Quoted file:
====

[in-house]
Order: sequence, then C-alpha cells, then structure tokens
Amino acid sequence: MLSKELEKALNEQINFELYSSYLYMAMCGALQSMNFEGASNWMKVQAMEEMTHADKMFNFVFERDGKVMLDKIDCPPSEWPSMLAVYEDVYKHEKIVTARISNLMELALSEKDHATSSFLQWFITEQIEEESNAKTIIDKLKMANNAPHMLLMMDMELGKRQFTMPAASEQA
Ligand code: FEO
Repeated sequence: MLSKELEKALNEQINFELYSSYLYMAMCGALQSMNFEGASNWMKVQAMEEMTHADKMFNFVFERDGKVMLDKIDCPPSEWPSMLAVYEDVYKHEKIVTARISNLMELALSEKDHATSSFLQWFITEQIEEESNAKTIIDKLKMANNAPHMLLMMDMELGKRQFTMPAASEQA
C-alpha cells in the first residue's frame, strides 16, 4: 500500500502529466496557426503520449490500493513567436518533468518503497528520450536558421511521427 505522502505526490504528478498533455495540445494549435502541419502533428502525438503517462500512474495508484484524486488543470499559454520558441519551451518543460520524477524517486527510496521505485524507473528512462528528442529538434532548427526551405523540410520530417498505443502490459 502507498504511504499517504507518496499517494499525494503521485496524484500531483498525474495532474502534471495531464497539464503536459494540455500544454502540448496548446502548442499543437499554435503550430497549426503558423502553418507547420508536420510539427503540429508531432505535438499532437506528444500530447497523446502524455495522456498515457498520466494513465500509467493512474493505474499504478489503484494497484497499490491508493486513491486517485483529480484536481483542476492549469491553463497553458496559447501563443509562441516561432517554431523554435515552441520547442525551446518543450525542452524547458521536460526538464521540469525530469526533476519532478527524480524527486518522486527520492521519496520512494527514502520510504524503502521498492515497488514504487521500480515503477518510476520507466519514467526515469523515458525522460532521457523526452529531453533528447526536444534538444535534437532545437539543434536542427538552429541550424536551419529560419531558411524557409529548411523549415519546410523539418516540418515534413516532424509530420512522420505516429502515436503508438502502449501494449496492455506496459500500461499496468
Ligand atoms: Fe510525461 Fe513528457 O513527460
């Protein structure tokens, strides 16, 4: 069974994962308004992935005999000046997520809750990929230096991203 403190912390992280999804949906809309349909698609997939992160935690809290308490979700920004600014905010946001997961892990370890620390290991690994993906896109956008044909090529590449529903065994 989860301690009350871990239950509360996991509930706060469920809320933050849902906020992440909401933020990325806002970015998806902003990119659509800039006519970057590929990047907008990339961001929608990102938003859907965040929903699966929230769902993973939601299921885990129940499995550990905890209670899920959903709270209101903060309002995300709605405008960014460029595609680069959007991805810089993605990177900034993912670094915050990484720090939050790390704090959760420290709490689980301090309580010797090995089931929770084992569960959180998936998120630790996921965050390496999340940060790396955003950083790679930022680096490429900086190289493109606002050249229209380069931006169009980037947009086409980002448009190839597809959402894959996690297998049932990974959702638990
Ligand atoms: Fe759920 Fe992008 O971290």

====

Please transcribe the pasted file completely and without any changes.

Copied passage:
[in-house]
Order: sequence, then C-alpha cells, then structure tokens
Amino acid sequence: MLSKELEKALNEQINFELYSSYLYMAMCGALQSMNFEGASNWMKVQAMEEMTHADKMFNFVFERDGKVMLDKIDCPPSEWPSMLAVYEDVYKHEKIVTARISNLMELALSEKDHATSSFLQWFITEQIEEESNAKTIIDKLKMANNAPHMLLMMDMELGKRQFTMPAASEQA
Ligand code: FEO
Repeated sequence: MLSKELEKALNEQINFELYSSYLYMAMCGALQSMNFEGASNWMKVQAMEEMTHADKMFNFVFERDGKVMLDKIDCPPSEWPSMLAVYEDVYKHEKIVTARISNLMELALSEKDHATSSFLQWFITEQIEEESNAKTIIDKLKMANNAPHMLLMMDMELGKRQFTMPAASEQA
C-alpha cells in the first residue's frame, strides 16, 4: 500500500502529466496557426503520449490500493513567436518533468518503497528520450536558421511521427 505522502505526490504528478498533455495540445494549435502541419502533428502525438503517462500512474495508484484524486488543470499559454520558441519551451518543460520524477524517486527510496521505485524507473528512462528528442529538434532548427526551405523540410520530417498505443502490459 502507498504511504499517504507518496499517494499525494503521485496524484500531483498525474495532474502534471495531464497539464503536459494540455500544454502540448496548446502548442499543437499554435503550430497549426503558423502553418507547420508536420510539427503540429508531432505535438499532437506528444500530447497523446502524455495522456498515457498520466494513465500509467493512474493505474499504478489503484494497484497499490491508493486513491486517485483529480484536481483542476492549469491553463497553458496559447501563443509562441516561432517554431523554435515552441520547442525551446518543450525542452524547458521536460526538464521540469525530469526533476519532478527524480524527486518522486527520492521519496520512494527514502520510504524503502521498492515497488514504487521500480515503477518510476520507466519514467526515469523515458525522460532521457523526452529531453533528447526536444534538444535534437532545437539543434536542427538552429541550424536551419529560419531558411524557409529548411523549415519546410523539418516540418515534413516532424509530420512522420505516429502515436503508438502502449501494449496492455506496459500500461499496468
Ligand atoms: Fe510525461 Fe513528457 O513527460
């Protein structure tokens, strides 16, 4: 069974994962308004992935005999000046997520809750990929230096991203 403190912390992280999804949906809309349909698609997939992160935690809290308490979700920004600014905010946001997961892990370890620390290991690994993906896109956008044909090529590449529903065994 989860301690009350871990239950509360996991509930706060469920809320933050849902906020992440909401933020990325806002970015998806902003990119659509800039006519970057590929990047907008990339961001929608990102938003859907965040929903699966929230769902993973939601299921885990129940499995550990905890209670899920959903709270209101903060309002995300709605405008960014460029595609680069959007991805810089993605990177900034993912670094915050990484720090939050790390704090959760420290709490689980301090309580010797090995089931929770084992569960959180998936998120630790996921965050390496999340940060790396955003950083790679930022680096490429900086190289493109606002050249229209380069931006169009980037947009086409980002448009190839597809959402894959996690297998049932990974959702638990
Ligand atoms: Fe759920 Fe992008 O971290």